The People’s Republic of China has long been famous for the way that it polices the children that its citizens can and cannot have. To combat overpopulation the country instituted a strict one-child policy that lasted between 1979 and 2016. The policy might have kept China’s population down, but it also had many unintended consequences, including the stigmatization of pregnancy.
Many modern women are the product of generations of policies discouraging pregnancy. This has left many Chinese women leery of motherhood. The problem is especially pronounced among China’s educated and upwardly mobile women. Many of them are feeling the pressures that are causing declining birth rates in developed countries across the world. In addition to lingering stigmas, they also have to deal with the cost of raising children and the risk of losing their careers.
In around two years China has gone from punishing women for having two children to paying extra for a second child. In Hubei province’s Xiantao city parents can earn 1,200 CNY for having a second son or daughter. This only amounts to around 175 USD, but it’s still a drastic change from the way things were just a few years before this new push for a baby boom.
It should be noted that China isn’t pushing for just anyone to have kids. They’re specifically trying to encourage educated women in urban centers to make babies of their own. This is because educated women from big cities are simultaneously ideal for raising a family and statistically unlikely to have many kids. China currently has a big problem with those who are known as “leftover women,” or women who have focused on their career and education into their late 20s or 30s rather than settling down and having kids. Government policies and social realities have been clashing for years, and the government is still having trouble finding a way to strike a balance between all the considerations.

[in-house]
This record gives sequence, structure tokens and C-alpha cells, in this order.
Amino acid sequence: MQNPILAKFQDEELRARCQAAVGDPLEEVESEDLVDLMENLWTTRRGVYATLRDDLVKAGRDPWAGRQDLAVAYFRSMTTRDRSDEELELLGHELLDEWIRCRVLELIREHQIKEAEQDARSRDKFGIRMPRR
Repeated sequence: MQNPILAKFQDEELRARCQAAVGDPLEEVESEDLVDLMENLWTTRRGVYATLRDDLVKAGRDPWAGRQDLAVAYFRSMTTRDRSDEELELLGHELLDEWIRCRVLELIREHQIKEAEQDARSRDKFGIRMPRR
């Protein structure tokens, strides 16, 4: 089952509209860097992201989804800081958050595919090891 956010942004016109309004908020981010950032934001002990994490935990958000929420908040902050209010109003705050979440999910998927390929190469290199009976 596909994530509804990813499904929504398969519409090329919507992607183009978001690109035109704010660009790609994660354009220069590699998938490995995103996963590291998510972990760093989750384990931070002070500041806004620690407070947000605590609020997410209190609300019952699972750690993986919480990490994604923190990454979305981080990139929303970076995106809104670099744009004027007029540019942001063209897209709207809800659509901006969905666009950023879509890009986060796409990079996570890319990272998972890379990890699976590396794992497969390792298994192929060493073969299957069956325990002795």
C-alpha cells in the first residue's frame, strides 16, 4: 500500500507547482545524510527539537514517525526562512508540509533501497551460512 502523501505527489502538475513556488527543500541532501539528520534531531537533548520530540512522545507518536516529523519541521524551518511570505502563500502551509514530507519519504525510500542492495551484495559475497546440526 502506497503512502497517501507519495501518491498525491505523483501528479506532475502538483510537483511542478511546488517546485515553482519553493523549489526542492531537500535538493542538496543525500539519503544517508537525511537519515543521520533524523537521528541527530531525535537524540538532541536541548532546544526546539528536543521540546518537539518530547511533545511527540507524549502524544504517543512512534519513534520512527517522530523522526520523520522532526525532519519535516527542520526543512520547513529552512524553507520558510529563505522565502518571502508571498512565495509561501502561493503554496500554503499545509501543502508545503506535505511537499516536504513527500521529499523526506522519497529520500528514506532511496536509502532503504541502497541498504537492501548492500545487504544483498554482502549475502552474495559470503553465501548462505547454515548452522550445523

One big concern is leave from work offered to women. To raise the birth rate Jiangsu province’s government instituted a plan to let newly impregnated women take time off of work so that they are less likely to miscarry due to work-related stress. This is a new benefit on top of leave for women who have miscarriages and women who have children. These policies are positive in many ways, but they may also discourage companies from hiring women out of fear that they might not be able to rely on them if they decide to get pregnant. This piles on new issues for Chinese women who are having a difficult enough time already balancing career, family, and government approval.